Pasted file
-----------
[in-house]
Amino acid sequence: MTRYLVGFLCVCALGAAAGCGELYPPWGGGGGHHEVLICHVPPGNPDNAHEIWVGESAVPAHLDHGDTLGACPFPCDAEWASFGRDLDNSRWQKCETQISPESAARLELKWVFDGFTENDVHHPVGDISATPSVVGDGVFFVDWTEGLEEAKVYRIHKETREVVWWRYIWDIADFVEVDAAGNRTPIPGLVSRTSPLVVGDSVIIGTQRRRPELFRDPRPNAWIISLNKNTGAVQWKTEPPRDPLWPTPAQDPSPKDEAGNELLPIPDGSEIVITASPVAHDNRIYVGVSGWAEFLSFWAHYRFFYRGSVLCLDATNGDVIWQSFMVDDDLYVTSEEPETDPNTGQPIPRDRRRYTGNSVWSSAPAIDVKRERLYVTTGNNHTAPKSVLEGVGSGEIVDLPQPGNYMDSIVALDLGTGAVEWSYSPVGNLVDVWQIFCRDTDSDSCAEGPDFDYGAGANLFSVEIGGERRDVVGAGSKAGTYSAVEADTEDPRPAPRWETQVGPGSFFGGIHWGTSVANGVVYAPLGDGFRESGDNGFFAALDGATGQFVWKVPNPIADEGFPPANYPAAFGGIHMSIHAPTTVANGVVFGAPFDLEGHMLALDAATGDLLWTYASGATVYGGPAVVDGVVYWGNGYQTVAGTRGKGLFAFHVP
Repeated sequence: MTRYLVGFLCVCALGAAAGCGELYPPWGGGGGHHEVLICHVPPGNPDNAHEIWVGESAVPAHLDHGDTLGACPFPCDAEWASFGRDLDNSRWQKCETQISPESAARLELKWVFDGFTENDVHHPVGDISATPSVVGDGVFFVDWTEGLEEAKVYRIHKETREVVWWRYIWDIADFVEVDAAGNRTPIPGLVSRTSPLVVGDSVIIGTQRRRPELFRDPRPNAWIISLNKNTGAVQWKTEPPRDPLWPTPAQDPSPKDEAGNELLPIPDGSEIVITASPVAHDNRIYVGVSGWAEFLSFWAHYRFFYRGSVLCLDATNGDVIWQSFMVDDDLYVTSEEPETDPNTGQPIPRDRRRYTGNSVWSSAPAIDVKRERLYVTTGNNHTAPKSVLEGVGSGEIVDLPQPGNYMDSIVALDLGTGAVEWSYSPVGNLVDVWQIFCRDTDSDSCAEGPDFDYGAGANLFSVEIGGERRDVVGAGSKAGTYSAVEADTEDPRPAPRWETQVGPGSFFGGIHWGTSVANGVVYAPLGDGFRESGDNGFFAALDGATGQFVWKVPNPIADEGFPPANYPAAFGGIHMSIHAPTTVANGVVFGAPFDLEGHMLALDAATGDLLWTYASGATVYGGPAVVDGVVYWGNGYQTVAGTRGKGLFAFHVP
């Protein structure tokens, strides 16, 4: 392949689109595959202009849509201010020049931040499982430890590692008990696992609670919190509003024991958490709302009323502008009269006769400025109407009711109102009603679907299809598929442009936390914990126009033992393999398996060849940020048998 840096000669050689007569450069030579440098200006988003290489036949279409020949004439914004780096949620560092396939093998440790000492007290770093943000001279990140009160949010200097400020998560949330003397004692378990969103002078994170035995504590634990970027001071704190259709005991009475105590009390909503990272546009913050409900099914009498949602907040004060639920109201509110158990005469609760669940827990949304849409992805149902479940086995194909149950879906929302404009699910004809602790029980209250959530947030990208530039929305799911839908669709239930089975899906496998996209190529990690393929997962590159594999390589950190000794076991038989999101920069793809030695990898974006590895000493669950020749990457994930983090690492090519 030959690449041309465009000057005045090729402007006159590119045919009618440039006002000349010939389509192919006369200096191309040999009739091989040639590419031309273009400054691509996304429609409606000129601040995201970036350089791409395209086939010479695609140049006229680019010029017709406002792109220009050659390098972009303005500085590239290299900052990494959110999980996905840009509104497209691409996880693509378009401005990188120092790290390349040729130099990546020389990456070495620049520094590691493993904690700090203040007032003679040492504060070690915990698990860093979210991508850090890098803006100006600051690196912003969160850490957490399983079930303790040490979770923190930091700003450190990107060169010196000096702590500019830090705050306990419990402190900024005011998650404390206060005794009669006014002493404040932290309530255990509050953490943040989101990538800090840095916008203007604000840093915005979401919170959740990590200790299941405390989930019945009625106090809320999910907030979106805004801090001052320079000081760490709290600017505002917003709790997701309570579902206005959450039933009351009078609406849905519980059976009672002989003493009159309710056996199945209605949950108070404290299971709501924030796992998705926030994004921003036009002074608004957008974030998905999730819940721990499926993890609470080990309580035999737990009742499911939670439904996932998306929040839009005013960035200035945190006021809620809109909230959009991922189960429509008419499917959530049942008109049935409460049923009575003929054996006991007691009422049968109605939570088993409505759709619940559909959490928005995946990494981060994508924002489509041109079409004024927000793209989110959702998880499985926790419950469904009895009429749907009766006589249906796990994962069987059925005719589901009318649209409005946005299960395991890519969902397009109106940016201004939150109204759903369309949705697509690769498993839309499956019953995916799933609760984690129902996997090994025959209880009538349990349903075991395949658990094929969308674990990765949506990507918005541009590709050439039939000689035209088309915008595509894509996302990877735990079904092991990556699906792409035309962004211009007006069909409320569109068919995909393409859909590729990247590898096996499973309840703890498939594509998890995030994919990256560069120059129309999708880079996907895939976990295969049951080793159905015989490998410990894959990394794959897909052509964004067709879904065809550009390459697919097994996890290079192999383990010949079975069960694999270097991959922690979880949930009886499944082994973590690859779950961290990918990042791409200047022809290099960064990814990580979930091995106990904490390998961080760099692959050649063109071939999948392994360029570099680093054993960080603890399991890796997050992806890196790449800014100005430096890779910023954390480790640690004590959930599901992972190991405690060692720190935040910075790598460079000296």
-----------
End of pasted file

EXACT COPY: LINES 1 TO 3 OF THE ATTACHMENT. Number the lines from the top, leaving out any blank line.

[in-house]
Amino acid sequence: MTRYLVGFLCVCALGAAAGCGELYPPWGGGGGHHEVLICHVPPGNPDNAHEIWVGESAVPAHLDHGDTLGACPFPCDAEWASFGRDLDNSRWQKCETQISPESAARLELKWVFDGFTENDVHHPVGDISATPSVVGDGVFFVDWTEGLEEAKVYRIHKETREVVWWRYIWDIADFVEVDAAGNRTPIPGLVSRTSPLVVGDSVIIGTQRRRPELFRDPRPNAWIISLNKNTGAVQWKTEPPRDPLWPTPAQDPSPKDEAGNELLPIPDGSEIVITASPVAHDNRIYVGVSGWAEFLSFWAHYRFFYRGSVLCLDATNGDVIWQSFMVDDDLYVTSEEPETDPNTGQPIPRDRRRYTGNSVWSSAPAIDVKRERLYVTTGNNHTAPKSVLEGVGSGEIVDLPQPGNYMDSIVALDLGTGAVEWSYSPVGNLVDVWQIFCRDTDSDSCAEGPDFDYGAGANLFSVEIGGERRDVVGAGSKAGTYSAVEADTEDPRPAPRWETQVGPGSFFGGIHWGTSVANGVVYAPLGDGFRESGDNGFFAALDGATGQFVWKVPNPIADEGFPPANYPAAFGGIHMSIHAPTTVANGVVFGAPFDLEGHMLALDAATGDLLWTYASGATVYGGPAVVDGVVYWGNGYQTVAGTRGKGLFAFHVP
Repeated sequence: MTRYLVGFLCVCALGAAAGCGELYPPWGGGGGHHEVLICHVPPGNPDNAHEIWVGESAVPAHLDHGDTLGACPFPCDAEWASFGRDLDNSRWQKCETQISPESAARLELKWVFDGFTENDVHHPVGDISATPSVVGDGVFFVDWTEGLEEAKVYRIHKETREVVWWRYIWDIADFVEVDAAGNRTPIPGLVSRTSPLVVGDSVIIGTQRRRPELFRDPRPNAWIISLNKNTGAVQWKTEPPRDPLWPTPAQDPSPKDEAGNELLPIPDGSEIVITASPVAHDNRIYVGVSGWAEFLSFWAHYRFFYRGSVLCLDATNGDVIWQSFMVDDDLYVTSEEPETDPNTGQPIPRDRRRYTGNSVWSSAPAIDVKRERLYVTTGNNHTAPKSVLEGVGSGEIVDLPQPGNYMDSIVALDLGTGAVEWSYSPVGNLVDVWQIFCRDTDSDSCAEGPDFDYGAGANLFSVEIGGERRDVVGAGSKAGTYSAVEADTEDPRPAPRWETQVGPGSFFGGIHWGTSVANGVVYAPLGDGFRESGDNGFFAALDGATGQFVWKVPNPIADEGFPPANYPAAFGGIHMSIHAPTTVANGVVFGAPFDLEGHMLALDAATGDLLWTYASGATVYGGPAVVDGVVYWGNGYQTVAGTRGKGLFAFHVP